Being a Mustang, Ford had better make darn sure the Mach-E performs, and their claimed specifications are promising. The crossover will be available in five different powertrain specifications: standard-range and extended-range, both available in rear- or all-wheel drive, as well as a high-power, extended-range all-wheel-drive version specific to the Mustang Mach-E GT model.
Ford says the standard-range battery will be good for a total range of 230 miles with rear-wheel drive or 210 miles with front-wheel drive, thanks to a 75.7-kWh battery. The 98.8-kWh extended-range battery will be able to go 300 miles between charges with rear drive or 270 miles with all-wheel drive. The Mustang GT uses the same extended-range battery, with a range of 235 miles owing to a higher power output.
Both the base and extended-range batteries are good for a 0-60 sprint in the mid-five to low-six-second range, according to Ford. The Mach-E GT, however, should properly hustle, with the mile-a-minute mark passing in less than four seconds, matching Ford's claim for even the top-dog Mustang variant, the supercharged 2020 Shelby GT500. Tesla claims faster acceleration from its Model 3 Performance, although that similarly priced vehicle is nonetheless quite a bit smaller than the Mustang Mach-E.
Living in the Future
Ford promises adjusting to the Mustang Mach-E will be easy. The company will partner with Amazon Home to help owners find qualified electricians to install in-garage Ford Connected Charging stations using 240V power. These at-home chargers can provide an estimated 32 miles of range per hour of charging. Meanwhile, the included mobile charger can add 22 miles of range per hour, also using 240V power.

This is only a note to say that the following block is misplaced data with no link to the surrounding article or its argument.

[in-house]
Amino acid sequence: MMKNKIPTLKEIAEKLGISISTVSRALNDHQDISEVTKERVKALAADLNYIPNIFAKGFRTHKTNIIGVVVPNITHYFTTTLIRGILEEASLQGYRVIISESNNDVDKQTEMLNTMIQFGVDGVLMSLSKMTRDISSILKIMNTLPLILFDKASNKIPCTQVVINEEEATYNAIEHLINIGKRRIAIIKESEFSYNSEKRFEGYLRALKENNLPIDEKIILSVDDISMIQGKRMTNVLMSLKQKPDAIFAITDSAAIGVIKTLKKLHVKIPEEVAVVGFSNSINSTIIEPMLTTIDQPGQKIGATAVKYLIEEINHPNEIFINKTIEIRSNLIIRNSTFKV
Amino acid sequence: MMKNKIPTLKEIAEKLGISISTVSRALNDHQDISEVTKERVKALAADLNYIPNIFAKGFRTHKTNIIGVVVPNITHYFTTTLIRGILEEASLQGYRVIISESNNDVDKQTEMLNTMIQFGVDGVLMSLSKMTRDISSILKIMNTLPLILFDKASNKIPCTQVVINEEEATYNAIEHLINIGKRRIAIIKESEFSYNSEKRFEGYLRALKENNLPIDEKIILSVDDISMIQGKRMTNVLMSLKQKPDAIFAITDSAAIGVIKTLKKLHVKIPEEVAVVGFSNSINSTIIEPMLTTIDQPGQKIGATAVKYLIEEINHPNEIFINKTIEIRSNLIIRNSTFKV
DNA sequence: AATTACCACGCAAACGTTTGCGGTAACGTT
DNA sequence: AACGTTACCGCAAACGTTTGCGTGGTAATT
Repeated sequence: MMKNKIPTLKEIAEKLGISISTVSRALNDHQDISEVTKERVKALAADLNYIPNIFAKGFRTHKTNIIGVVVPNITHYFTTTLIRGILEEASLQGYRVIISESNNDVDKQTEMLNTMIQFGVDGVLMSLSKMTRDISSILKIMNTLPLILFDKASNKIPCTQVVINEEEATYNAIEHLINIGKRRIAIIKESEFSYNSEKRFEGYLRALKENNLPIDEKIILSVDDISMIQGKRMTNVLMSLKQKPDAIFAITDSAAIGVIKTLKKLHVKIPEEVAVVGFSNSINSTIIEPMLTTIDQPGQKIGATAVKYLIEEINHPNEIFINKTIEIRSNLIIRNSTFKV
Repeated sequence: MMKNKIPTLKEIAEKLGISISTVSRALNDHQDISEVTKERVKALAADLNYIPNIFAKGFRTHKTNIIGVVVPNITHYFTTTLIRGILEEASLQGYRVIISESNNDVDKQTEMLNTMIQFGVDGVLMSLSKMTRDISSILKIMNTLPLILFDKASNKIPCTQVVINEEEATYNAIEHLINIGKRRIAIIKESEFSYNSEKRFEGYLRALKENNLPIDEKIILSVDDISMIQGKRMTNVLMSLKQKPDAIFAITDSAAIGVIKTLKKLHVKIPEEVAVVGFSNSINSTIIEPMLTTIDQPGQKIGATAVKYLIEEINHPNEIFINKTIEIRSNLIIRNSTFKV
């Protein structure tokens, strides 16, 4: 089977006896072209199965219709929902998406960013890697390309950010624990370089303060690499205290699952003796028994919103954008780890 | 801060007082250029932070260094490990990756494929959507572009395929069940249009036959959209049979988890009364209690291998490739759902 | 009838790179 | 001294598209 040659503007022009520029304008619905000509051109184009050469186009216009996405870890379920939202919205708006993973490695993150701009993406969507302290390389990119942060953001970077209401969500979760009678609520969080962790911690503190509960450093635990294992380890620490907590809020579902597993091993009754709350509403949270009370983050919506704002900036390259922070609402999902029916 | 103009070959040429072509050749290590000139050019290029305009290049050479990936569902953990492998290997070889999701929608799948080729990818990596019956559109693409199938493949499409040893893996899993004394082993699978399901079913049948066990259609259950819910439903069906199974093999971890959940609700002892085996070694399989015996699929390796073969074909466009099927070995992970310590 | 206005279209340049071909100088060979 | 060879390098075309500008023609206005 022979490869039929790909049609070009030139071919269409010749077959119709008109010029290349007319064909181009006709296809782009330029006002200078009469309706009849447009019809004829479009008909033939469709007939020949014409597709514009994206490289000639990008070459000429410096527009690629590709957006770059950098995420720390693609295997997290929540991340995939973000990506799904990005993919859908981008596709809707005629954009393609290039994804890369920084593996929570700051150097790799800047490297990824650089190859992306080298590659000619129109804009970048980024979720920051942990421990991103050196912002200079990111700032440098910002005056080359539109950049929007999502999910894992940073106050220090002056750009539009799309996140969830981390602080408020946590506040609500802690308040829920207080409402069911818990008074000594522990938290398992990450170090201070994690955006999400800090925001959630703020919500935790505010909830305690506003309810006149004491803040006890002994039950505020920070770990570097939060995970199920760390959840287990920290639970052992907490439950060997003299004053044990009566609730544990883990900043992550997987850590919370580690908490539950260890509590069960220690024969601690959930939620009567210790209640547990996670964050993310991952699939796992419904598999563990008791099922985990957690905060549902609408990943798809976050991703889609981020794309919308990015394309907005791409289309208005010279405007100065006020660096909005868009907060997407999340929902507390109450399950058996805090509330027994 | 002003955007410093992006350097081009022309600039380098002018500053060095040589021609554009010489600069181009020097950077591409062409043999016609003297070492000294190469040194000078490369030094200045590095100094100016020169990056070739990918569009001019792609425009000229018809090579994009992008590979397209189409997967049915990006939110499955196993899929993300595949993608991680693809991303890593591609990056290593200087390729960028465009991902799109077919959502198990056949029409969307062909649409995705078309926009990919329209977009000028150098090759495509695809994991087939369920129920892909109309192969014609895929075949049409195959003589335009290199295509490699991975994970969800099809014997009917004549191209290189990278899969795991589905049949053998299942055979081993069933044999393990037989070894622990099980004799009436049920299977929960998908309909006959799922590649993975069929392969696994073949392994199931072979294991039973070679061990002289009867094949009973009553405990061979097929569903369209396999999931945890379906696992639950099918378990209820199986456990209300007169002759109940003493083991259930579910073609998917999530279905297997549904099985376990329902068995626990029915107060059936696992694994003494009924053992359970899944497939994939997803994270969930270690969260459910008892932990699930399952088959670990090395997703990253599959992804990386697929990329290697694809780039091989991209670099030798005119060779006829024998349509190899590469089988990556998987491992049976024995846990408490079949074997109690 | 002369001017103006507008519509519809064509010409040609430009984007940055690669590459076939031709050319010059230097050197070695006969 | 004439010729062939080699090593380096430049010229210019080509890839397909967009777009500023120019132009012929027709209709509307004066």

Dollars and Sense
According to Ford's consumer website, the Mustang Mach-E will have an estimated starting price of $43,895 for the base Select trim level, rising to $50,600 for the Premium. The EV will also be available in a California Rt. 1 Edition, which is uniquely equipped for maximum range with aerodynamic wheel inserts and the larger battery, confined to rear-wheel drive only and costing about $52,400. At the top of the range will be the Mustang Mach-E GT, which will start at $60,500. There will also be a limited-availability First Edition, which will cost just under $60,000 when it arrives in customers' hands at the end of 2020.
The First Edition and Premium trims will be the first to go on sale, with deliveries estimated to begin in late 2020. The Select and California Rt. 1 will follow early in 2021, with the GT arriving later that spring.
Mustang Mach-E: Heresy or Heritage?
Whether the Mach-E is deserving of the storied Mustang name is still up for debate. In terms of performance, it's a decent Mustang facsimile, offering impressive acceleration, available all-wheel-drive traction, and what we presume will be decent handling thanks to a low center of gravity. But can a Mustang really take the shape of a crossover, and an EV at that? We're not so sure. Nevertheless, Ford will probably sell a ton of them, and that's because it will probably be a decent all-around machine, its name notwithstanding.